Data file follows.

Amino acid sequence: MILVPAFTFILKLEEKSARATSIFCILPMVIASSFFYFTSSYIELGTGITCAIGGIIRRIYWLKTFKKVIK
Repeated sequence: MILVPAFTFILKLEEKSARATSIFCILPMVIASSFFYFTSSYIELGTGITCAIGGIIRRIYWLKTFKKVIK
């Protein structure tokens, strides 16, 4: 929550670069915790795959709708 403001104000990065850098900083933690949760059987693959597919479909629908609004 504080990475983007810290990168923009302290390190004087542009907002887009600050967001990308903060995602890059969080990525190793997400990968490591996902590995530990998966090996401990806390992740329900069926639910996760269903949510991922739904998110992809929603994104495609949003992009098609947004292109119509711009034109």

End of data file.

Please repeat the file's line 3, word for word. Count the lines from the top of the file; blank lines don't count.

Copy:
């Protein structure tokens, strides 16, 4: 929550670069915790795959709708 403001104000990065850098900083933690949760059987693959597919479909629908609004 504080990475983007810290990168923009302290390190004087542009907002887009600050967001990308903060995602890059969080990525190793997400990968490591996902590995530990998966090996401990806390992740329900069926639910996760269903949510991922739904998110992809929603994104495609949003992009098609947004292109119509711009034109």